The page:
James Clapper: We Totes Shoulda Told You About Section 215

from the does-not-compute dept

Ever since Edward Snowden leaked information about the massive government surveillance being done both domestically and abroad by the NSA, the refrain that such leaks have put people in danger and harmed national security have been ongoing. Supporters of the NSA have specifically noted that leaks about section 215, the PATRIOT Act section that the NSA believes gives it the power to collect all telco traffic records, will prove to be absolutely catastrophic to our safety. Spy bigwig James Clapper himself wrote to Ron Wyden that section 215 leaks "will do significant damage to the intelligence community's ability to protect the nation."

Now, in a move that will surprise nobody, since Clapper is a proven liar, he has reversed course and says that the government should have told the American people about section 215.

“What did us in here, what worked against us was this shocking revelation,” he said, referring to the first disclosures from Snowden. If the program had been publicly introduced in the wake of the 9/11 attacks, most Americans would probably have supported it. “I don’t think it would be of any greater concern to most Americans than fingerprints. Well people kind of accept that because they know about it. But had we been transparent about it and say here’s one more thing we have to do as citizens for the common good, just like we have to go to airports two hours early and take our shoes off, all the other things we do for the common good, this is one more thing.”
Unbelievable. So the very same disclosure that turned Edward Snowden into a traitor and was going to do so much harm to American security is something Clapper says he should have done in the first place? With such an admission, where is the backlash against the continued prosecution of Snowden in the court of public opinion? Where is the embarrassed apology for lying to Americans about the dangers of the disclosures made previously? Lies, I might add, designed to scare the living hell out of people and chill speech, disclosures, and journalism.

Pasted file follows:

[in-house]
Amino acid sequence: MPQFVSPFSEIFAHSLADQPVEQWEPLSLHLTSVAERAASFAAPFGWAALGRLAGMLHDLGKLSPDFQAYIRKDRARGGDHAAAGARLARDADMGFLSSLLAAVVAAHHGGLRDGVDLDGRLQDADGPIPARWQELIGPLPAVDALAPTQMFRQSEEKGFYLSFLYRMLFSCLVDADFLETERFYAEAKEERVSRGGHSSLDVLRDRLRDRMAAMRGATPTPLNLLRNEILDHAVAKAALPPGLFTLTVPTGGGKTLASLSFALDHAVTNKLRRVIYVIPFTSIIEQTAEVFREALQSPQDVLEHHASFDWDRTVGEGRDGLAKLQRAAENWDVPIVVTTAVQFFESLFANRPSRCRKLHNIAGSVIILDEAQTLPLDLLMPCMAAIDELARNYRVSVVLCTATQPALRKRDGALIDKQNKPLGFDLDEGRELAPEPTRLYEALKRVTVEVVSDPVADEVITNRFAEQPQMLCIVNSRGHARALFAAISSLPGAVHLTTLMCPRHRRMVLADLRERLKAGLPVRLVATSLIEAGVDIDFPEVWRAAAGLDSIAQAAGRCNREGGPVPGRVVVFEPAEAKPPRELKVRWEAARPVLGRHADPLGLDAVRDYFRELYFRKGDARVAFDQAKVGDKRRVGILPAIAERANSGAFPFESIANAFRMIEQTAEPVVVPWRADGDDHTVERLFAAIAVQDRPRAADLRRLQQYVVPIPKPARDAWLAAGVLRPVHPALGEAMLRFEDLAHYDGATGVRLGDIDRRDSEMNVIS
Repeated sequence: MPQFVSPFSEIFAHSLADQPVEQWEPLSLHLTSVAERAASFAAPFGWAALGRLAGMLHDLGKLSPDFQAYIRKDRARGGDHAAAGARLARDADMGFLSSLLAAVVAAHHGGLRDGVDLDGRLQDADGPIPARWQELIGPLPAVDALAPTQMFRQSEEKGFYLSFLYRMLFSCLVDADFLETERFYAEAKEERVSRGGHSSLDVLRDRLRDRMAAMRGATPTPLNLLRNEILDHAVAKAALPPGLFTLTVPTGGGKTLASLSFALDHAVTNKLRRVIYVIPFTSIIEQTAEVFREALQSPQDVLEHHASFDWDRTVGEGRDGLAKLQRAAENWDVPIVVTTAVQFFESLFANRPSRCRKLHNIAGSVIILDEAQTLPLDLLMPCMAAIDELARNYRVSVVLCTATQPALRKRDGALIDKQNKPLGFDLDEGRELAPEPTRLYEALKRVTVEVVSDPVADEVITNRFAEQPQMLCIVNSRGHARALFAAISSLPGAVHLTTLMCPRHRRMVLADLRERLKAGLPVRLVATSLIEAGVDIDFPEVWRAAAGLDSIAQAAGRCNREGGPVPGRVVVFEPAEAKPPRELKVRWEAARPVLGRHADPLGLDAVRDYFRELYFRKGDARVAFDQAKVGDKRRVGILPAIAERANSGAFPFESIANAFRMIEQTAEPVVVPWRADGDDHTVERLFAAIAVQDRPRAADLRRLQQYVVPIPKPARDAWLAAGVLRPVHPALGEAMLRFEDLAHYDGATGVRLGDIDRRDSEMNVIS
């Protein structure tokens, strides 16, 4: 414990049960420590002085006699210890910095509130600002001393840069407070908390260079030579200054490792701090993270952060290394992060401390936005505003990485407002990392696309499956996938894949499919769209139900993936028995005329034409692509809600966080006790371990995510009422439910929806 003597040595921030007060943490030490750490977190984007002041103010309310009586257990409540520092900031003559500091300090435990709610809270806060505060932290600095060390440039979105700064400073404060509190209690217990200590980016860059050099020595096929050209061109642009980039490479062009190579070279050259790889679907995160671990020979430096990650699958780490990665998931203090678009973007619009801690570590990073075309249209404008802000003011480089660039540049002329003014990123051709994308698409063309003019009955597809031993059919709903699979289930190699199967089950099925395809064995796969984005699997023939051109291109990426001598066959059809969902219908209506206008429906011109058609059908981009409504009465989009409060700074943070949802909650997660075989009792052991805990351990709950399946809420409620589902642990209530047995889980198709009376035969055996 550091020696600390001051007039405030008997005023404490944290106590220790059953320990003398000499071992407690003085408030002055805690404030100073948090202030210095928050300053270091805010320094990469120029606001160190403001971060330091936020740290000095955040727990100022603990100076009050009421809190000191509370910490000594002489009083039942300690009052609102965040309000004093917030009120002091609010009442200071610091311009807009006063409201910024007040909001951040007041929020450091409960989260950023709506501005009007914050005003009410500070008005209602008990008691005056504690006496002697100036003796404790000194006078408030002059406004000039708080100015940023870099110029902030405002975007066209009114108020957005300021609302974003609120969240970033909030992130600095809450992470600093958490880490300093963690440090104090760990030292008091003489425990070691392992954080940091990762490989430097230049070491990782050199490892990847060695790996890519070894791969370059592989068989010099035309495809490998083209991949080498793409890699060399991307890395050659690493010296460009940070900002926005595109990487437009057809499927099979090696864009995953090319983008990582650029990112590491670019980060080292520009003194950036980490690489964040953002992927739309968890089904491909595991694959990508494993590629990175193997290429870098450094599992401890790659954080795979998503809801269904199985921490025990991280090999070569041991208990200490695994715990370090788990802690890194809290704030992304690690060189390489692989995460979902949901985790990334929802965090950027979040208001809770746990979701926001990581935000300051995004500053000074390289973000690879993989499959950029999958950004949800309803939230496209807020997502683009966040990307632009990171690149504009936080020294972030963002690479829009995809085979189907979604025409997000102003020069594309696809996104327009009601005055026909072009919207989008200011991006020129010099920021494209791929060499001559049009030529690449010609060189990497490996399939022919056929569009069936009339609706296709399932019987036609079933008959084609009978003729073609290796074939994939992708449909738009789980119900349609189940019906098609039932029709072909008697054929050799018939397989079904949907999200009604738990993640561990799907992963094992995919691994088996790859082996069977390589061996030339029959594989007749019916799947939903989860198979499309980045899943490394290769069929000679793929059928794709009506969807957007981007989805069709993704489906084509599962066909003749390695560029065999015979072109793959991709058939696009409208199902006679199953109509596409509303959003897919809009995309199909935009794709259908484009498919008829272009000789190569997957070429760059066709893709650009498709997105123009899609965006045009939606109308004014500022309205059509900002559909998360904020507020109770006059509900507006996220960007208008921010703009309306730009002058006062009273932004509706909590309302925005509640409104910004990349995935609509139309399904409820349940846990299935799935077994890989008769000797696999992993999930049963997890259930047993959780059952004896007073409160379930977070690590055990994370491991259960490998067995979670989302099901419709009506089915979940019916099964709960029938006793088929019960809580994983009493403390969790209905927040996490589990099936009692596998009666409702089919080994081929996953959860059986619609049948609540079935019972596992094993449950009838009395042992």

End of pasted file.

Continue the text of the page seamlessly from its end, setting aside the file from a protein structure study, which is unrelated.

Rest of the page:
I typically try to find some humor in every situation, but this kind of flip-flopping is bullshit on a level hitherto unseen. The credibility gap between Clapper and his ilk versus Edward Snowden might as well be the Grand Canyon. I'm a bit amazed the man has been allowed to keep his job, never mind his still being allowed to make media statements.



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  1.  
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    arcan, Feb 18th, 2014 @ 12:57pm

    its probably because edward snowdown isn't promising them a 6-7 figure job once they leave their positions to go lobby congress. that is his real crime here.